Are we having them? Eh, nothing unexpected! But somebody asked if we could do a blog post about things that can become complicated on the actual filming front (we do tend to be a bit Blender-cenctric). The differences between making a film and making an animation. These are some of the things we’ve been having to think about over the past (and rest of this) week.
Every time you’re filming outdoors, you’re at the mercy of weather. Will it rain? Will there be sun? Fire and brimstone? If it’s ‘patchy clouds’ (very likely in Amsterdam), and alternating between direct sunlight and clouds, you have to be aware of that. If you’re cutting a conversation, and the sunlight changes between every cut, that doesn’t work. And even if you just try to go with whatever weather you end up with, some scenes won’t work in the pouring rain (or can get just plain horrific). Rescheduling a shoot day often means paying all the cast/crew/locations twice. It’s one of the bigger gambles… (Sunny 89% of the time in LA, as opposed to about 50% in Amsterdam. And that sun is able to turn into rain in 5 minutes as often as not). Ton has demanded we have good weather though, so I’m optimistic.
We’re filming on location on the 20th. Current prediction: RAIN SO MUCH RAIN.
Can be fickle! Or get sick, or hit by cars, or fall in a canal (or pushed?!), or get lost, and not be able to come to the shoot. That can stop things dead in their tracks right there. Maybe they don’t speak English! Maybe they suddenly decided to shave their hair or dye it maroon! We’ve got some super great professional actors, so the odds are less that they’ll bail on us in order to go to a hella tight concert- but it could happen! And we’ll film the scene anyway and we’ll replace them with a robot wearing a hat that communicates using soundbytes from old public domain radio programs. Don’t think we won’t!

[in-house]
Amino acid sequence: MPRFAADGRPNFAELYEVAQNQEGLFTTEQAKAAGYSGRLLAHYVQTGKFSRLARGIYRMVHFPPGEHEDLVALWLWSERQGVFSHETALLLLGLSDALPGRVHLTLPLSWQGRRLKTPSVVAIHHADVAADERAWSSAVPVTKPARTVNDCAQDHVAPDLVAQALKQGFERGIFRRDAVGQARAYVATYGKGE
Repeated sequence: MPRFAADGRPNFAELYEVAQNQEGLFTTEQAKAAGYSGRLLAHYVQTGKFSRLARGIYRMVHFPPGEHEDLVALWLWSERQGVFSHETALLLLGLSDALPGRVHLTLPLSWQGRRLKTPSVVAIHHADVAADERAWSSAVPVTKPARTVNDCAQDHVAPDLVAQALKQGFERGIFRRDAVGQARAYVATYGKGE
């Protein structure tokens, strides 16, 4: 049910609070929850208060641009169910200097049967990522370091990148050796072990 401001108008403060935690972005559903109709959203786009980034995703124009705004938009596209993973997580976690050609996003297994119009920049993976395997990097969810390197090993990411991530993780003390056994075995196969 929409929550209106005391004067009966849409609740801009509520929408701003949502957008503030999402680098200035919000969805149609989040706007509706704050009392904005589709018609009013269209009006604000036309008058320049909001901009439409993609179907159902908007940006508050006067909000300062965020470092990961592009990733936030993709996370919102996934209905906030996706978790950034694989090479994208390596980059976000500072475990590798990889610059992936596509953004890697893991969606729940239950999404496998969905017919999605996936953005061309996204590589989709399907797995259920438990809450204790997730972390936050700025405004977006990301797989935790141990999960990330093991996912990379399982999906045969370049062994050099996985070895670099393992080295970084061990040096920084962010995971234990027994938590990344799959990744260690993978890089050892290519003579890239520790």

Food is the backbone of any film set! I’m totally serious. Good food is important! It keeps people happy, and gives everyone energy. It’s the literal fuel of the shoot- and is almost always more expensive than most folks would expect. Do you have vegetarians on set? Or religious dietary restrictions? Allergies? Vampires? You gotta make sure everyone has food!
Costs always seem to inflate at the last minute. Problems you could normally solve with brains and patience are suddenly only fixable by throwin’ money at em, and there’s just no other way about it. We always try to be efficient about how we do things, but occasionally we just have to take someone’s word that something is being done the cheapest/most effective way possible. There are a lot of balances to hit; obviously we want to get the best footage possible, but in a lot of cases, ‘fixing it in post’ is kinda one of the points of the project, and if we can cut a corner on production for the same cost of bringing another artist on board for a couple months- and that artist could put that cut corner back, and do more besides- that’s a good thing to consider!
For on-location stuff specifically, there are a lot of considerations. How many parking spaces do you need? Do you need to block the street? How much of the street? Are we bringing trucks, or vans (that is apparently an important distinction). What if the bridge has a lot of bicycles locked to it? We’re actually filming on a bridge, and we have permission from the city to redirect all the traffic, as long as emergency vehicles can still get through (which I think is very considerate). We have a parking space reserved for putting a crane on- but even though it’s reserved, we don’t have any actual power to tow anyone. So it’s still a gamble. EDIT: Ton just walked in! We apparently now have power to tow folks! Francesco: ‘Every time you leave you come back with more power!‘
6.) A light exploding or falling on someone’s head or something!
Sometimes stuff just happens!